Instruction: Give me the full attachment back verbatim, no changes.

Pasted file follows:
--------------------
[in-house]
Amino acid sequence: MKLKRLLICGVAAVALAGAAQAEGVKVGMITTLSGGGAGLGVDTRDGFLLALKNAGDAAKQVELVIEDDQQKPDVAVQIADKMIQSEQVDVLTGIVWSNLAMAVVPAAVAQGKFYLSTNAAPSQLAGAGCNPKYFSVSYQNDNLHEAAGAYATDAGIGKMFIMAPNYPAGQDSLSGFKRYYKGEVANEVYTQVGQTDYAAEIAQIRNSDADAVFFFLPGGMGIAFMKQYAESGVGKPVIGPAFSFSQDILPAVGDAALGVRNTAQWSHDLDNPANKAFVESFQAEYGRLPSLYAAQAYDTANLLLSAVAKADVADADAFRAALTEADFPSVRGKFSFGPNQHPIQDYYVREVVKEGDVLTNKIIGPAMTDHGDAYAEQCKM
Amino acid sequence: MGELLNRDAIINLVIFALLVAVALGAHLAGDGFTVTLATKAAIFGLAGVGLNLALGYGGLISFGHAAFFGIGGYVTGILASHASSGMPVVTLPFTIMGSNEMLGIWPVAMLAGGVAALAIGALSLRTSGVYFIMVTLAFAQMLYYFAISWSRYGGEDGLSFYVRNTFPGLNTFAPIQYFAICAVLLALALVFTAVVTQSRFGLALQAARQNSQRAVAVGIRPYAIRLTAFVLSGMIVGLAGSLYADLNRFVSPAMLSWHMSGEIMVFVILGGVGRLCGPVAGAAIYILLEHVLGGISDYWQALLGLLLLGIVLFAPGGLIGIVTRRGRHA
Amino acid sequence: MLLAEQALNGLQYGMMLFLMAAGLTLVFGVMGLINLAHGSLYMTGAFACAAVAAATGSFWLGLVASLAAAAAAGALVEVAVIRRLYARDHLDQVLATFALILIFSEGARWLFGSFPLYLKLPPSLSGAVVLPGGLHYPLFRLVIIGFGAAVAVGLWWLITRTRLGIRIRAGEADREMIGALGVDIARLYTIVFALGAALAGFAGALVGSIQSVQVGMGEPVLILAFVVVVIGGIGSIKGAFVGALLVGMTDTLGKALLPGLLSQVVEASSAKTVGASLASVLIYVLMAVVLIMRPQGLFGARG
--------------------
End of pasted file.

[in-house]
Amino acid sequence: MKLKRLLICGVAAVALAGAAQAEGVKVGMITTLSGGGAGLGVDTRDGFLLALKNAGDAAKQVELVIEDDQQKPDVAVQIADKMIQSEQVDVLTGIVWSNLAMAVVPAAVAQGKFYLSTNAAPSQLAGAGCNPKYFSVSYQNDNLHEAAGAYATDAGIGKMFIMAPNYPAGQDSLSGFKRYYKGEVANEVYTQVGQTDYAAEIAQIRNSDADAVFFFLPGGMGIAFMKQYAESGVGKPVIGPAFSFSQDILPAVGDAALGVRNTAQWSHDLDNPANKAFVESFQAEYGRLPSLYAAQAYDTANLLLSAVAKADVADADAFRAALTEADFPSVRGKFSFGPNQHPIQDYYVREVVKEGDVLTNKIIGPAMTDHGDAYAEQCKM
Amino acid sequence: MGELLNRDAIINLVIFALLVAVALGAHLAGDGFTVTLATKAAIFGLAGVGLNLALGYGGLISFGHAAFFGIGGYVTGILASHASSGMPVVTLPFTIMGSNEMLGIWPVAMLAGGVAALAIGALSLRTSGVYFIMVTLAFAQMLYYFAISWSRYGGEDGLSFYVRNTFPGLNTFAPIQYFAICAVLLALALVFTAVVTQSRFGLALQAARQNSQRAVAVGIRPYAIRLTAFVLSGMIVGLAGSLYADLNRFVSPAMLSWHMSGEIMVFVILGGVGRLCGPVAGAAIYILLEHVLGGISDYWQALLGLLLLGIVLFAPGGLIGIVTRRGRHA
Amino acid sequence: MLLAEQALNGLQYGMMLFLMAAGLTLVFGVMGLINLAHGSLYMTGAFACAAVAAATGSFWLGLVASLAAAAAAGALVEVAVIRRLYARDHLDQVLATFALILIFSEGARWLFGSFPLYLKLPPSLSGAVVLPGGLHYPLFRLVIIGFGAAVAVGLWWLITRTRLGIRIRAGEADREMIGALGVDIARLYTIVFALGAALAGFAGALVGSIQSVQVGMGEPVLILAFVVVVIGGIGSIKGAFVGALLVGMTDTLGKALLPGLLSQVVEASSAKTVGASLASVLIYVLMAVVLIMRPQGLFGARG